Population histories are really complex and many of the experts in this field say we can only hope to understand the very outlines of what happened and what went forth.
Q: In other words could I be a descendant of Lehi and yet have none of his DNA?
PARR: That’s a very good question. I think we all have this same sort of problem when we do our genealogy and again on a DNA basis we’re all very closely related; and I think we’re making Mt Everests out of speed bumps—and I mean I didn’t mean that in a rude way.
“… and yet have none of his DNA?” I don’t think God cares about DNA. If, once again, you consider the covenant of Abraham, he says that all of the nations of the world will be blessed. How could that be genetic? If we’re all created in His image and, if you look at DNA, it’s this divine sculpted molecule that’s incredible. We are His children. If you want to have to claim that you’re from Lehi or so on and so forth, to me, from my perspective, that’s not- I don’t know. I mean, my ancestors could’ve fought at the Battle of Hastings in 1066; I would be very thrilled if they did. Well sheesh they would’ve had to have made it didn’t they? They couldn’t have got killed! (Laughter) But, I still probably have none of their DNA in me.
SCOTT GORDON (President of FAIR): So it’s possible to have none of his DNA?
PARR: It’s possible to have none of his DNA but you could have one of these lines coming down showing that you are a direct descendant. But remember you’re related to all the other people in line as well.
Q: The African tribe, the Lemba, have been easily shown to be descendants of Hebrew migration. They also heavily intermarried with the locals. What is different with Lehi’s migration?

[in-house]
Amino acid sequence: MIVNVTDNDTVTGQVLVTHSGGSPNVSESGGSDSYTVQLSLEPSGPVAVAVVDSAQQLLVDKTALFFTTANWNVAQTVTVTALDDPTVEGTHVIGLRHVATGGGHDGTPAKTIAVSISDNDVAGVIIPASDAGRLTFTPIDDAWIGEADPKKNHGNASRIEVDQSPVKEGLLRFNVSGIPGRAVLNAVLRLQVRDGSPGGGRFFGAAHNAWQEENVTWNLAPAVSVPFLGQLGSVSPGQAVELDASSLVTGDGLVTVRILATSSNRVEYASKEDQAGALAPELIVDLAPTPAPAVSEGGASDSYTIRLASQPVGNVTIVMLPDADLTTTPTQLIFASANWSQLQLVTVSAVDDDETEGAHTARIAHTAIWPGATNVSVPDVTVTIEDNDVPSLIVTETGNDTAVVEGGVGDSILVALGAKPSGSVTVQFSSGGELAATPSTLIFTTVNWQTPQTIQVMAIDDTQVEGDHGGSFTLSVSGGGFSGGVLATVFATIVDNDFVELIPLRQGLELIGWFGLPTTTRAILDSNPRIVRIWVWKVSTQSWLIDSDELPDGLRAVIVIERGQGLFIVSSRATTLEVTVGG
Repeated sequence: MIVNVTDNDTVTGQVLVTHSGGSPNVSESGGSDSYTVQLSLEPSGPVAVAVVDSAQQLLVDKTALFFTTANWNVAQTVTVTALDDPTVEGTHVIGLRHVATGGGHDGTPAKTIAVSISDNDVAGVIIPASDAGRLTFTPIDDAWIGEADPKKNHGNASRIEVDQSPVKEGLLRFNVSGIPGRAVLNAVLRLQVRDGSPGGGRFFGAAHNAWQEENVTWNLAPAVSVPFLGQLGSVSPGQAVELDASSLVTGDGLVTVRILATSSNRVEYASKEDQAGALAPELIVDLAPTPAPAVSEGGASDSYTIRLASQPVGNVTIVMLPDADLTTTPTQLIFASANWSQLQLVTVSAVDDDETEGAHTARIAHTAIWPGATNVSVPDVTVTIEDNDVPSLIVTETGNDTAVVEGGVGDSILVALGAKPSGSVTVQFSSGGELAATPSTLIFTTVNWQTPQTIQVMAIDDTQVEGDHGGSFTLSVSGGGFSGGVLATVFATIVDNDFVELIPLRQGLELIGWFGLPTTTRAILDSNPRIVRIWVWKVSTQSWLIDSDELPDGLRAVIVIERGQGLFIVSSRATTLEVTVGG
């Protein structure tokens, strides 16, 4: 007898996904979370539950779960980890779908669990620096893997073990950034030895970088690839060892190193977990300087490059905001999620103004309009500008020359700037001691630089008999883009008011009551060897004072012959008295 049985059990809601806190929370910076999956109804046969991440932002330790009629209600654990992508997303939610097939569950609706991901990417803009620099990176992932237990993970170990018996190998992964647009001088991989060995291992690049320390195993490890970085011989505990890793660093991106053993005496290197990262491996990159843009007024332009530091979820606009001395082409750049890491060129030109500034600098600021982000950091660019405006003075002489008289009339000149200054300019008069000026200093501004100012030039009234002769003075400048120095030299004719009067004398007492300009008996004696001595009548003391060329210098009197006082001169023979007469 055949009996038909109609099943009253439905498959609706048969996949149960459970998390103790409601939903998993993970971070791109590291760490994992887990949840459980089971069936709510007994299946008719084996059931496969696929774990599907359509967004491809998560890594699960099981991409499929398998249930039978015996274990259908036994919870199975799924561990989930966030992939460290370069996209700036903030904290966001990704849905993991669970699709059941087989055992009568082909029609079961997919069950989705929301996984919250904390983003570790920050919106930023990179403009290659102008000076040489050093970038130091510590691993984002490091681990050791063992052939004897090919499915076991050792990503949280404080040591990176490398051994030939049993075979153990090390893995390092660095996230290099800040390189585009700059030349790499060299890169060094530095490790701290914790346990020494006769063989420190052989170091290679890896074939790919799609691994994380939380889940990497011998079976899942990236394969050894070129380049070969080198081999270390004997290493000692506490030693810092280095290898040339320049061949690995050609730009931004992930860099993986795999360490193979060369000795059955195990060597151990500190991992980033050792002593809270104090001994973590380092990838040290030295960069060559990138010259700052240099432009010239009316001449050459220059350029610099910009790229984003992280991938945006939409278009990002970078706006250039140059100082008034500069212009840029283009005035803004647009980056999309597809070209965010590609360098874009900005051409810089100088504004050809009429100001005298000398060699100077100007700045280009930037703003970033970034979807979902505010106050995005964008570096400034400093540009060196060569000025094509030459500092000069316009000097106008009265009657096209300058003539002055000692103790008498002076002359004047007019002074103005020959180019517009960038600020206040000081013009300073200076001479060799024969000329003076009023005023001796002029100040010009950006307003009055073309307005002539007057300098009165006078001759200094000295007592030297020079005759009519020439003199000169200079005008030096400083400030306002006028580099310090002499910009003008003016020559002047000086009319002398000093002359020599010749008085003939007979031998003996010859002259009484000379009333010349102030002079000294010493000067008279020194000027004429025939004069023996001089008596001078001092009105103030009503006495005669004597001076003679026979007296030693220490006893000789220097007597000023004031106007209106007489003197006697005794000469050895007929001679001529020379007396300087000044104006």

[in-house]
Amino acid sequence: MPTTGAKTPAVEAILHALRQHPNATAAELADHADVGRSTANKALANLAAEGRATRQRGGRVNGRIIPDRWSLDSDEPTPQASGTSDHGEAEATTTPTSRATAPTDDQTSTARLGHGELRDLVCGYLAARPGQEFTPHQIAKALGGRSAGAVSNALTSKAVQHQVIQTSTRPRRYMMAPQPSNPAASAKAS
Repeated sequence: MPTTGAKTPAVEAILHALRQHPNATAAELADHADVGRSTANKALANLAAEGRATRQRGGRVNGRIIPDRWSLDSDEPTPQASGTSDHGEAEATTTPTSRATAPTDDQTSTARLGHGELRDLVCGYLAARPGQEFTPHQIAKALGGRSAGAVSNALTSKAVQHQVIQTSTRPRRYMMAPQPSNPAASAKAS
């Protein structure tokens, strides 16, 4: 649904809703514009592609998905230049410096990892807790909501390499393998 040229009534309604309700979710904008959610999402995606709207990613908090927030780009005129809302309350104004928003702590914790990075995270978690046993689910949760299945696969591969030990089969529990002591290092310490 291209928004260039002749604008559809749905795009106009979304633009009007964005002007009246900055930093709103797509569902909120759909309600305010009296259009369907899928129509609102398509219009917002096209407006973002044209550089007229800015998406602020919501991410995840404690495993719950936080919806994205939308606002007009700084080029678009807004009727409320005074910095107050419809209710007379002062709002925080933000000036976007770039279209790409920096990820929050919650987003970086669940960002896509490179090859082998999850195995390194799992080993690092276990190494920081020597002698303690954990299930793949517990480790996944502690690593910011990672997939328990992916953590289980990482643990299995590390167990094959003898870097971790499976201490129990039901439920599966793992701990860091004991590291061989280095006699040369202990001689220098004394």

PARR: That’s a very good question and first of all, once again, we don’t know the nuances behind that genetic migration and that’s based on Y chromosomes and there were heavy, heavy Y chromosome populations.
Once again if you read in 2 Chronicles these men had multiple wives and all they list are the sons and so, what’s interesting about the Lemba is they have those chromosomes but they also have African chromosomes so the time schedule there may be different. Say they had 50 percent had Y chromosomes that were Jewish and 50 percent didn’t that says to me that these groups are going to fixation in another direction and if you look at them, they look African. So, I mean you can’t say that there isn’t this integration taking place and once again we don’t know. I mean if there were multiple migrations into this area, and I’m not an expert on this, then you get this genetic reinforcement. Sort of like, you know, at the beginning of the last century we always hear the story of the Titanic and the White Star Lines, those ships were actually built to carry immigrants to the New World and that’s what I’m saying. Here, we have this reinforcement from Europe and we simply don’t know what happened to the Lemba. Was there a trail where people continued to go there? So yes, they do have this Hebrew look but physically they don’t look that way and half of them genetically aren’t.
So are you going to say that those half that don’t have those markers are not Abraham’s children? So this is where we really run into problems.
And the difference with Lehi’s migration is that Lehi’s is a small kin-associated group and they left, they’re there. They’re in collision with the large population. And so those are the sorts of things you have to consider.
1 See also “Losing a Lost Tribe: Native Americans, DNA, and the Mormon Church: Missing the Boat to Ancient America . . . Just Plain Missing the Boat” by Ryan Parr in The FARMS Review, vol. 17, 2005. pp 83-106. < http://farms.byu.edu/publications/reviewvolume.php?volume=17&number=1 > (accessed on 6 March 2006).
2 Not My Will, But Thine by Neal A. Maxwell, p. 29.